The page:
I keep running into the issue of the
/boot partition filling up with old kernel images, which causes obscure errors during upgrades (but now I know what they are...).
Note that I already know how to fix this thanks to Ask Ubuntu: here's my favorite answer.
My question is, why does Ubuntu keep doing this, and isn't this a serious design flaw?
In reading questions related to
/boot filling up, I have seen comments like "This happens because you assigned a small space for the boot partition or you have UEFI and forgot to increment the space.". However, I have encountered this problem on at least three different Ubuntu installations, spanning versions from 12 to 15, and I have never used anything other than the default install options. I've always done a clean Ubuntu install using the entire disk (no dual-boot), although the drive has usually had something else on it before.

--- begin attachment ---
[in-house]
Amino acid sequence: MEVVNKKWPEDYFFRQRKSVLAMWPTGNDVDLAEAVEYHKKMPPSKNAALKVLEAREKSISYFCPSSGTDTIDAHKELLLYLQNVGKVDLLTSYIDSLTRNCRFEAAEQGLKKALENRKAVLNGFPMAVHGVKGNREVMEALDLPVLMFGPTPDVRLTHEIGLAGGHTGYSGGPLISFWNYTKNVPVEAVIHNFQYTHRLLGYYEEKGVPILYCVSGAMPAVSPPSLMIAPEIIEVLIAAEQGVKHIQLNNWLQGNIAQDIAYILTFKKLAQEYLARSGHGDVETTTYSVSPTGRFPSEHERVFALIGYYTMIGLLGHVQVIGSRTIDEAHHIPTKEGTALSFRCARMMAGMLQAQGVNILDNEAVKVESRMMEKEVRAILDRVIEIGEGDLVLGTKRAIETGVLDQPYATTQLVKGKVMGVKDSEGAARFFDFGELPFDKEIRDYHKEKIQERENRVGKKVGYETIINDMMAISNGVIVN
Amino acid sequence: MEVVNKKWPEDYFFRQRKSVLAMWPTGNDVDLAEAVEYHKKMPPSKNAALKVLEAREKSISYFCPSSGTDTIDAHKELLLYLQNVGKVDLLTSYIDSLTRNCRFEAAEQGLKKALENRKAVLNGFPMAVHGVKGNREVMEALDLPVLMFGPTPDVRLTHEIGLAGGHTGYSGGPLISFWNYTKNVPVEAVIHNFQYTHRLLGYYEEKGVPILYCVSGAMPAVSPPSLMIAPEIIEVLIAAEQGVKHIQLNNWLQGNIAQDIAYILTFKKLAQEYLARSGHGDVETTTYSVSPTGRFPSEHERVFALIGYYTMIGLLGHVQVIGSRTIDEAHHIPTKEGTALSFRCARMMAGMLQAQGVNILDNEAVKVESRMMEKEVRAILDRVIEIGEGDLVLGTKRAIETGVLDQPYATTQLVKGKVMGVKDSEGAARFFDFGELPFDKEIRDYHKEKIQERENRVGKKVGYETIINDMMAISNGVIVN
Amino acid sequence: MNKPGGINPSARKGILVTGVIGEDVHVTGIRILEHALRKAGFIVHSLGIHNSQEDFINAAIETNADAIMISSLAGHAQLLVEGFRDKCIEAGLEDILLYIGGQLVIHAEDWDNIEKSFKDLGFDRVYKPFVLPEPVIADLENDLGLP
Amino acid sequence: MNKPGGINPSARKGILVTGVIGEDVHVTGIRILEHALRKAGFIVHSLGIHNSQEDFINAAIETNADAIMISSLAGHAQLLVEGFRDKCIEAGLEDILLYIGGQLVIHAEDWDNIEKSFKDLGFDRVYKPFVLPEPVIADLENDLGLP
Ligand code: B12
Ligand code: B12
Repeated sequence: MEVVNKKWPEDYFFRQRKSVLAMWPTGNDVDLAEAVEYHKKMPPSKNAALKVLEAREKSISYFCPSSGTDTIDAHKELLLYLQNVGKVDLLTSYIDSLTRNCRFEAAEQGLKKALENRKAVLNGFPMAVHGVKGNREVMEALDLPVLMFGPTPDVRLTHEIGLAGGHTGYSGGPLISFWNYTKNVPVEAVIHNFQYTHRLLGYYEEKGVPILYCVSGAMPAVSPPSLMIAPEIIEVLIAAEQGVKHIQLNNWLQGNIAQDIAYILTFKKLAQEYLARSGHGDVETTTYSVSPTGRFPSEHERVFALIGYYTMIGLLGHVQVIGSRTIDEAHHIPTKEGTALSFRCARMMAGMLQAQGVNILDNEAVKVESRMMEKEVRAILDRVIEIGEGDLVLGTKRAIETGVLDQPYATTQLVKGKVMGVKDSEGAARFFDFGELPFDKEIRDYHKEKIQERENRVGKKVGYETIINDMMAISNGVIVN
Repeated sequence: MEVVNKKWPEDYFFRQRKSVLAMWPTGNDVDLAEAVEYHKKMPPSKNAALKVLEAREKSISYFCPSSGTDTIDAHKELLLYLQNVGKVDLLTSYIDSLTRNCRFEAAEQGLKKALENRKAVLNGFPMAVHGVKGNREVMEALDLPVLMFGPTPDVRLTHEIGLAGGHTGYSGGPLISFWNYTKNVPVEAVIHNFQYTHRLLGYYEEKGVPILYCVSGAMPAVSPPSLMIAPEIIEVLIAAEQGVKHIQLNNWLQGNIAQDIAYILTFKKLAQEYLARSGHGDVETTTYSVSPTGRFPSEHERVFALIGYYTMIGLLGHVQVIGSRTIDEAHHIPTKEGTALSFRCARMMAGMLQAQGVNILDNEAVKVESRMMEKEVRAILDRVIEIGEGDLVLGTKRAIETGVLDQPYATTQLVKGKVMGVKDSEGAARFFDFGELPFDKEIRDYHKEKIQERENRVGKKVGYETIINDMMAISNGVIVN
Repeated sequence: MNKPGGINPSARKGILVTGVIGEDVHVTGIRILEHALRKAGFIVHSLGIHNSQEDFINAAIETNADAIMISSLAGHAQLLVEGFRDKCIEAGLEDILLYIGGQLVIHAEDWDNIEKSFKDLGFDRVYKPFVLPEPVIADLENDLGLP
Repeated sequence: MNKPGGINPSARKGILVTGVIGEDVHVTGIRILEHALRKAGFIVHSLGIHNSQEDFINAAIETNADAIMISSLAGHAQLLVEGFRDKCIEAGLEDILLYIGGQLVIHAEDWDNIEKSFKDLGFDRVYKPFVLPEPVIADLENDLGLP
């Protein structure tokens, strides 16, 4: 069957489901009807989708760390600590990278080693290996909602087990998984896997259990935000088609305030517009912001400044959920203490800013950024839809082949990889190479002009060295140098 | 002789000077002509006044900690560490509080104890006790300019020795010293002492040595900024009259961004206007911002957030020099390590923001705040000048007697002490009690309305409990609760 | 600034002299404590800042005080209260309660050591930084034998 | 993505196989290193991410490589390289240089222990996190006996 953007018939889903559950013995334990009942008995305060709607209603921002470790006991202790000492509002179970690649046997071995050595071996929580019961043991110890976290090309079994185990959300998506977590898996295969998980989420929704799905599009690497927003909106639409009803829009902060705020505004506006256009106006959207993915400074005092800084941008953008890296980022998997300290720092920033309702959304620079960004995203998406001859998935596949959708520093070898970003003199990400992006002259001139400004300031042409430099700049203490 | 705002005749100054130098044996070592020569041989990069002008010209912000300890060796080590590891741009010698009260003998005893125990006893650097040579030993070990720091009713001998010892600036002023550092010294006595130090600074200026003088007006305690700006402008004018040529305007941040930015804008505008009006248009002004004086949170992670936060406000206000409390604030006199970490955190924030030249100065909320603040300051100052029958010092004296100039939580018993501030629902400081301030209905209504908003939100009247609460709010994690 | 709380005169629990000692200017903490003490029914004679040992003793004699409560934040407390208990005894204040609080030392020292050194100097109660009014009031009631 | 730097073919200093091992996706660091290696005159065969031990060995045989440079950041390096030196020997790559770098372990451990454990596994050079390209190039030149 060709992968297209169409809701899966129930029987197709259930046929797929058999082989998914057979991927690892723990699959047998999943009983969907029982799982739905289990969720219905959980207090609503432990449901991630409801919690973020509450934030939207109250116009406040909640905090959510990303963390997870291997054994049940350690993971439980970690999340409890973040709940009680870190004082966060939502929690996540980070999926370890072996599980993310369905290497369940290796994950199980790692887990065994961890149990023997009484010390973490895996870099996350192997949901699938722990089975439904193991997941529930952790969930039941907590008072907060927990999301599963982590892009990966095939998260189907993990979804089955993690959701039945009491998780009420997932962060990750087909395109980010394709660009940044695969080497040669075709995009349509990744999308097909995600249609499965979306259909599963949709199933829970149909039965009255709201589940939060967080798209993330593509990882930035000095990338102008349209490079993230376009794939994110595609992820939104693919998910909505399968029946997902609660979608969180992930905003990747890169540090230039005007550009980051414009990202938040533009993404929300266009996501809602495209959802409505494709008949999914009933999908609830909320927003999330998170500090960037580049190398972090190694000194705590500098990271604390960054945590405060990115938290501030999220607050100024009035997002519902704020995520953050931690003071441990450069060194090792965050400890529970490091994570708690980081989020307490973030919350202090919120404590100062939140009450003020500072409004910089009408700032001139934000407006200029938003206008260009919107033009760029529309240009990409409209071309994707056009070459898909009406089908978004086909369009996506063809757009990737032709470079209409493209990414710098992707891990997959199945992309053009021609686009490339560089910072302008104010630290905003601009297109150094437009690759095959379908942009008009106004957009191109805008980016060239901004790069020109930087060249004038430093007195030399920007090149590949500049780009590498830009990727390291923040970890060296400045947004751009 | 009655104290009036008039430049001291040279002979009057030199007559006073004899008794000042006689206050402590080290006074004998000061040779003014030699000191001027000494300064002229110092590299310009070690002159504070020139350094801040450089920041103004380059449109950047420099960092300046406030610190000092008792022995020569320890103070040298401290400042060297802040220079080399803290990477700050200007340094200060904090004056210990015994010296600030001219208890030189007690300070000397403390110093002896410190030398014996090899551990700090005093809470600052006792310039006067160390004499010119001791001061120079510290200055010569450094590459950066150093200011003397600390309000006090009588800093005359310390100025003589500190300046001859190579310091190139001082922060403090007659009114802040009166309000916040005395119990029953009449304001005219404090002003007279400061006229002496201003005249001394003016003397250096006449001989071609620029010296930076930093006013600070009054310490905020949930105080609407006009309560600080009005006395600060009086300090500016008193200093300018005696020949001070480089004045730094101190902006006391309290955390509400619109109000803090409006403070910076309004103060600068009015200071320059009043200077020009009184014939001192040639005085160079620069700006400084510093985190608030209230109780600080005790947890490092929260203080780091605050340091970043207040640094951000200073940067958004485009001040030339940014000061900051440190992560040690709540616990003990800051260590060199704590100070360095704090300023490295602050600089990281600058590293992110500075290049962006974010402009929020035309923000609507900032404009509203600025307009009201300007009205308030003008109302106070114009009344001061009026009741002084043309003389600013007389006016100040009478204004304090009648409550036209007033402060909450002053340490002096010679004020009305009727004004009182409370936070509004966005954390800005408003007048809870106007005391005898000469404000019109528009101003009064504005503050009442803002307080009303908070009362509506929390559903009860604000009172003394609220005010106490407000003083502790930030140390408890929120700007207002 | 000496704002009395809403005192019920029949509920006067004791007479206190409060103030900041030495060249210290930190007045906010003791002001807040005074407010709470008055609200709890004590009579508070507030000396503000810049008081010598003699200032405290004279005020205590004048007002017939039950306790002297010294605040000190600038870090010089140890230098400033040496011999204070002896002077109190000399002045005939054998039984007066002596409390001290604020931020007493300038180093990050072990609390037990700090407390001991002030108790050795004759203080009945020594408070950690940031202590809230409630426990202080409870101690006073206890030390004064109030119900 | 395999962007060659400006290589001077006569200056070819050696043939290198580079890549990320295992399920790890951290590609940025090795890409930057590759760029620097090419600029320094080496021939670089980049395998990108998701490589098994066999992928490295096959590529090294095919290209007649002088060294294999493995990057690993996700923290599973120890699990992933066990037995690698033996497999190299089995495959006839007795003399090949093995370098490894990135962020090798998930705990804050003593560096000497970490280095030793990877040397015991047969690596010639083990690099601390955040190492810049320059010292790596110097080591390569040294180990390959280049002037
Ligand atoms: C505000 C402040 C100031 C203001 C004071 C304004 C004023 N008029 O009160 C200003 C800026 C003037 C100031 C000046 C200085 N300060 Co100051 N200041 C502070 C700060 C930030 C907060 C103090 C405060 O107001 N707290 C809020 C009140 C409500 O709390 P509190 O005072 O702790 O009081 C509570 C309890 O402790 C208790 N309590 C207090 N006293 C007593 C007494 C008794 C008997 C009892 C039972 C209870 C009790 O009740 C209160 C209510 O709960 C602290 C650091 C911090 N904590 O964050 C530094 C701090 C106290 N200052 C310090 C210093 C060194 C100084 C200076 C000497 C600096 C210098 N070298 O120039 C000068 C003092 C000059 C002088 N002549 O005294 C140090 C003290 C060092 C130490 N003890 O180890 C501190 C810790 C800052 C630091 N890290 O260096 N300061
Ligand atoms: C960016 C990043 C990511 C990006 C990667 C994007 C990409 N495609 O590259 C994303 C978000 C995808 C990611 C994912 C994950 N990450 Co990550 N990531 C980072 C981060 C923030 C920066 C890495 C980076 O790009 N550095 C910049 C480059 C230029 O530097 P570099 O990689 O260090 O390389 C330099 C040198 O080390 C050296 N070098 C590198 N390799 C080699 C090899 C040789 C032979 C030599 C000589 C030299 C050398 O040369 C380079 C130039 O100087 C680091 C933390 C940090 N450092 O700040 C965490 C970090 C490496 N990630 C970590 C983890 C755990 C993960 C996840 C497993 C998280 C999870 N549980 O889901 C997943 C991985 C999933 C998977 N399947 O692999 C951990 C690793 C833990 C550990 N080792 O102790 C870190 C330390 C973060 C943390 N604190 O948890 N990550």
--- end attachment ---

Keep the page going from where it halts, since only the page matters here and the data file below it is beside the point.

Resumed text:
Am I doing something wrong in the install (i.e. an option I should select)? I always assume the default options will be the safest.
Also, even if the install was different (i.e. no
/boot, or a larger
/boot), wouldn't this still be an issue? (i.e. if old kernel images are never deleted, they are going to eat up the disk space, which seems like a design flaw even if there is plenty of free space).